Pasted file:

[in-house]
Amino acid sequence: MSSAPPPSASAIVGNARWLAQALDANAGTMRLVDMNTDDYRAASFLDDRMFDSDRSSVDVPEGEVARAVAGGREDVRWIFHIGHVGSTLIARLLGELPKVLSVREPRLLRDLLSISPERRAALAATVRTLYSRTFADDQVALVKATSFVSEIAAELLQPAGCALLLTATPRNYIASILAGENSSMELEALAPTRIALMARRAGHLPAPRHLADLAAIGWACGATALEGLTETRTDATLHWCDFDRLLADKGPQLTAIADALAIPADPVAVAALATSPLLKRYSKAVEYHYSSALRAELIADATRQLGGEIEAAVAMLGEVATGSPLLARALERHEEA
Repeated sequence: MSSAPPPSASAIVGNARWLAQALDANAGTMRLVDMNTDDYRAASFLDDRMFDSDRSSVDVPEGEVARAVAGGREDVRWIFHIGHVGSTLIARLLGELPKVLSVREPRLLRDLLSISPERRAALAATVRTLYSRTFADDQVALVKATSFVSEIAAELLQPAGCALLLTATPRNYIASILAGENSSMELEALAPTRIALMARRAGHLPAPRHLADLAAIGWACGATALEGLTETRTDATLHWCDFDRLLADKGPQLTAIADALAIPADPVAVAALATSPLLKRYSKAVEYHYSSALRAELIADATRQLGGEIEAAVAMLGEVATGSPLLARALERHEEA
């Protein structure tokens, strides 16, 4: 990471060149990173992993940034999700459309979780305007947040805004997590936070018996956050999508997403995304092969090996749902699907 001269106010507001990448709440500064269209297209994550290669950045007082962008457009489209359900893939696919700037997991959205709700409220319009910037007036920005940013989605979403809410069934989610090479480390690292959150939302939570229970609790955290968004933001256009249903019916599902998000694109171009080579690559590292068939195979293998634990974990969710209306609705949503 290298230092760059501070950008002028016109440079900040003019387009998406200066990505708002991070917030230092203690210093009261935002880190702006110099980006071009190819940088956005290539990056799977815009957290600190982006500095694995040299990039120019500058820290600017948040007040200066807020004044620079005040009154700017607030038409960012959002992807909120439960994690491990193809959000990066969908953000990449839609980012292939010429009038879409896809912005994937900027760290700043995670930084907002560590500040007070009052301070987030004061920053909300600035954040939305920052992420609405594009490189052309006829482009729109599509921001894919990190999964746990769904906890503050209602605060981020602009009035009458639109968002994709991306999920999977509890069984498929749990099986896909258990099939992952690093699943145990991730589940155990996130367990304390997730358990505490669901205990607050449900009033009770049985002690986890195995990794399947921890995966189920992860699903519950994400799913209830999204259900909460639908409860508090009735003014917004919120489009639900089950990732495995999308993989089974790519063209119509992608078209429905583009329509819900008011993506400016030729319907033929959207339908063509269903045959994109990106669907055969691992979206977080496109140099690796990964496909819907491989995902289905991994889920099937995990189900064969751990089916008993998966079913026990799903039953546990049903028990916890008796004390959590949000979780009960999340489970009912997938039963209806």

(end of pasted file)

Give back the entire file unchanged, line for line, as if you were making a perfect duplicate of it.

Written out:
[in-house]
Amino acid sequence: MSSAPPPSASAIVGNARWLAQALDANAGTMRLVDMNTDDYRAASFLDDRMFDSDRSSVDVPEGEVARAVAGGREDVRWIFHIGHVGSTLIARLLGELPKVLSVREPRLLRDLLSISPERRAALAATVRTLYSRTFADDQVALVKATSFVSEIAAELLQPAGCALLLTATPRNYIASILAGENSSMELEALAPTRIALMARRAGHLPAPRHLADLAAIGWACGATALEGLTETRTDATLHWCDFDRLLADKGPQLTAIADALAIPADPVAVAALATSPLLKRYSKAVEYHYSSALRAELIADATRQLGGEIEAAVAMLGEVATGSPLLARALERHEEA
Repeated sequence: MSSAPPPSASAIVGNARWLAQALDANAGTMRLVDMNTDDYRAASFLDDRMFDSDRSSVDVPEGEVARAVAGGREDVRWIFHIGHVGSTLIARLLGELPKVLSVREPRLLRDLLSISPERRAALAATVRTLYSRTFADDQVALVKATSFVSEIAAELLQPAGCALLLTATPRNYIASILAGENSSMELEALAPTRIALMARRAGHLPAPRHLADLAAIGWACGATALEGLTETRTDATLHWCDFDRLLADKGPQLTAIADALAIPADPVAVAALATSPLLKRYSKAVEYHYSSALRAELIADATRQLGGEIEAAVAMLGEVATGSPLLARALERHEEA
């Protein structure tokens, strides 16, 4: 990471060149990173992993940034999700459309979780305007947040805004997590936070018996956050999508997403995304092969090996749902699907 001269106010507001990448709440500064269209297209994550290669950045007082962008457009489209359900893939696919700037997991959205709700409220319009910037007036920005940013989605979403809410069934989610090479480390690292959150939302939570229970609790955290968004933001256009249903019916599902998000694109171009080579690559590292068939195979293998634990974990969710209306609705949503 290298230092760059501070950008002028016109440079900040003019387009998406200066990505708002991070917030230092203690210093009261935002880190702006110099980006071009190819940088956005290539990056799977815009957290600190982006500095694995040299990039120019500058820290600017948040007040200066807020004044620079005040009154700017607030038409960012959002992807909120439960994690491990193809959000990066969908953000990449839609980012292939010429009038879409896809912005994937900027760290700043995670930084907002560590500040007070009052301070987030004061920053909300600035954040939305920052992420609405594009490189052309006829482009729109599509921001894919990190999964746990769904906890503050209602605060981020602009009035009458639109968002994709991306999920999977509890069984498929749990099986896909258990099939992952690093699943145990991730589940155990996130367990304390997730358990505490669901205990607050449900009033009770049985002690986890195995990794399947921890995966189920992860699903519950994400799913209830999204259900909460639908409860508090009735003014917004919120489009639900089950990732495995999308993989089974790519063209119509992608078209429905583009329509819900008011993506400016030729319907033929959207339908063509269903045959994109990106669907055969691992979206977080496109140099690796990964496909819907491989995902289905991994889920099937995990189900064969751990089916008993998966079913026990799903039953546990049903028990916890008796004390959590949000979780009960999340489970009912997938039963209806």